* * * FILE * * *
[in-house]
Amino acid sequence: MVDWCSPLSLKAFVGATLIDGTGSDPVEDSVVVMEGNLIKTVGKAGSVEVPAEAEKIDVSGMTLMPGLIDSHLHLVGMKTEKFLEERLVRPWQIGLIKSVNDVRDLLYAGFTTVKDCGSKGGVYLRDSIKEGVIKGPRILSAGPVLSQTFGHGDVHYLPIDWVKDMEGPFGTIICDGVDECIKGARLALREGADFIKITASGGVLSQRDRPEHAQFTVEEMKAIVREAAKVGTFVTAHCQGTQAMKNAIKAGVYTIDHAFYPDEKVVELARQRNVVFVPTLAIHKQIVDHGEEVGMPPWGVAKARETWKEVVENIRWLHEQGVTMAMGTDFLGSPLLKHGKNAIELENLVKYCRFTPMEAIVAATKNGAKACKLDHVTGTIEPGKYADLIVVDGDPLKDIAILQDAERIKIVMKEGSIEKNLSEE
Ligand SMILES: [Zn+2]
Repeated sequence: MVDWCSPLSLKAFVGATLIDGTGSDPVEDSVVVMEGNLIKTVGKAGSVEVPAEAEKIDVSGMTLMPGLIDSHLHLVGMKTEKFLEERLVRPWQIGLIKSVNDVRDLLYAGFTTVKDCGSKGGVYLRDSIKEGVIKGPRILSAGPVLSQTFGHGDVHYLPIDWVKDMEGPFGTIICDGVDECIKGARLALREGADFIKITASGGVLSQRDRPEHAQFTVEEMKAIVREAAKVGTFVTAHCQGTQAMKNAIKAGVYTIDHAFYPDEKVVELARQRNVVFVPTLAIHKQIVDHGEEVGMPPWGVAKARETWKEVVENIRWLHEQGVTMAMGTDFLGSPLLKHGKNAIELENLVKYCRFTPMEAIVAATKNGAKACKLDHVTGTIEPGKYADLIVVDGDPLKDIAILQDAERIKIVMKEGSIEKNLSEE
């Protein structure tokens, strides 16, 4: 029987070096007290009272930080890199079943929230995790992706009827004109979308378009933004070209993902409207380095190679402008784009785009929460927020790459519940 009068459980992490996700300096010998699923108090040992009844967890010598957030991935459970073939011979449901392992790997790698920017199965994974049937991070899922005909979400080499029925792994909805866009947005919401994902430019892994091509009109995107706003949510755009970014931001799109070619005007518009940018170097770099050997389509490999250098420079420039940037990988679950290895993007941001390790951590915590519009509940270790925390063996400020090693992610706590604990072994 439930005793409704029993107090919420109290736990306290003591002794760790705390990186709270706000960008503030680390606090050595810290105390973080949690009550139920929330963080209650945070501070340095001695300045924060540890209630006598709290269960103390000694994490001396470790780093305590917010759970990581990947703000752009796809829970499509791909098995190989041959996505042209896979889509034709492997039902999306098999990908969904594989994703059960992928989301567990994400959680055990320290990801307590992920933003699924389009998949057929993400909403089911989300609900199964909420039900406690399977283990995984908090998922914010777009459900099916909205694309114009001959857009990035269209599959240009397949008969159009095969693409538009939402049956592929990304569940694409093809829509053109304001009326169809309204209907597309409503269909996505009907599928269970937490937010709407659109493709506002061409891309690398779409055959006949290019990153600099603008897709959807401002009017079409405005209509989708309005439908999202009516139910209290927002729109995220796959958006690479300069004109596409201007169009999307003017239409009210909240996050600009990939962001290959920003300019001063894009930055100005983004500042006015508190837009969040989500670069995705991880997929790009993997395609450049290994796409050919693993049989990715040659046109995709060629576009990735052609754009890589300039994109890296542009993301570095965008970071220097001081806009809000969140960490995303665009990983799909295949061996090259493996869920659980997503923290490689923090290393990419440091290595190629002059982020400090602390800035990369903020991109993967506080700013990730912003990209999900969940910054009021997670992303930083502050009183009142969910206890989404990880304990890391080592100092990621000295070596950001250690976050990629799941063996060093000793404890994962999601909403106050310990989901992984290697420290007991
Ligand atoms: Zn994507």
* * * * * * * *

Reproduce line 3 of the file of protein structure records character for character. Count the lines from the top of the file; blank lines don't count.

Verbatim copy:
Ligand SMILES: [Zn+2]